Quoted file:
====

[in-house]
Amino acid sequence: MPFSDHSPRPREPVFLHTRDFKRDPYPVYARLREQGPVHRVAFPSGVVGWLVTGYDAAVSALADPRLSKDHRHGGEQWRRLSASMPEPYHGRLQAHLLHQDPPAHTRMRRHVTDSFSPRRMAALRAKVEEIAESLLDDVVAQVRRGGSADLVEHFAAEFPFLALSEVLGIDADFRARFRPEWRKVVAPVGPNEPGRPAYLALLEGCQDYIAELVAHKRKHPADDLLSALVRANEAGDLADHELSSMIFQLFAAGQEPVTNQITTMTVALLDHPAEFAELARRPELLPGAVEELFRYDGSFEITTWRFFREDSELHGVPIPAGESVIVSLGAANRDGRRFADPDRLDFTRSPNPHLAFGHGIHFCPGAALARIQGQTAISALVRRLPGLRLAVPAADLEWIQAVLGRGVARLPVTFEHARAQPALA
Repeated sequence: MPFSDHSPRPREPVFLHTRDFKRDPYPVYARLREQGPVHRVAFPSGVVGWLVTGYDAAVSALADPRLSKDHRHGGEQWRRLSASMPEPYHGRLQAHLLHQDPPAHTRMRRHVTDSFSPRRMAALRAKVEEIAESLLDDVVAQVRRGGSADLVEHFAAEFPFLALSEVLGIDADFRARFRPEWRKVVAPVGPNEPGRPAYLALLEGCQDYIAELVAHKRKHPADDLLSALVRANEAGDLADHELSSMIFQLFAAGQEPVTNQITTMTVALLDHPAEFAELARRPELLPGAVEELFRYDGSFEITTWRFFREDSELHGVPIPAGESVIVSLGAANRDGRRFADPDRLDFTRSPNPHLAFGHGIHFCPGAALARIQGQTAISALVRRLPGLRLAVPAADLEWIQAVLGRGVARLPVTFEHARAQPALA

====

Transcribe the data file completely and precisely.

[in-house]
Amino acid sequence: MPFSDHSPRPREPVFLHTRDFKRDPYPVYARLREQGPVHRVAFPSGVVGWLVTGYDAAVSALADPRLSKDHRHGGEQWRRLSASMPEPYHGRLQAHLLHQDPPAHTRMRRHVTDSFSPRRMAALRAKVEEIAESLLDDVVAQVRRGGSADLVEHFAAEFPFLALSEVLGIDADFRARFRPEWRKVVAPVGPNEPGRPAYLALLEGCQDYIAELVAHKRKHPADDLLSALVRANEAGDLADHELSSMIFQLFAAGQEPVTNQITTMTVALLDHPAEFAELARRPELLPGAVEELFRYDGSFEITTWRFFREDSELHGVPIPAGESVIVSLGAANRDGRRFADPDRLDFTRSPNPHLAFGHGIHFCPGAALARIQGQTAISALVRRLPGLRLAVPAADLEWIQAVLGRGVARLPVTFEHARAQPALA
Repeated sequence: MPFSDHSPRPREPVFLHTRDFKRDPYPVYARLREQGPVHRVAFPSGVVGWLVTGYDAAVSALADPRLSKDHRHGGEQWRRLSASMPEPYHGRLQAHLLHQDPPAHTRMRRHVTDSFSPRRMAALRAKVEEIAESLLDDVVAQVRRGGSADLVEHFAAEFPFLALSEVLGIDADFRARFRPEWRKVVAPVGPNEPGRPAYLALLEGCQDYIAELVAHKRKHPADDLLSALVRANEAGDLADHELSSMIFQLFAAGQEPVTNQITTMTVALLDHPAEFAELARRPELLPGAVEELFRYDGSFEITTWRFFREDSELHGVPIPAGESVIVSLGAANRDGRRFADPDRLDFTRSPNPHLAFGHGIHFCPGAALARIQGQTAISALVRRLPGLRLAVPAADLEWIQAVLGRGVARLPVTFEHARAQPALA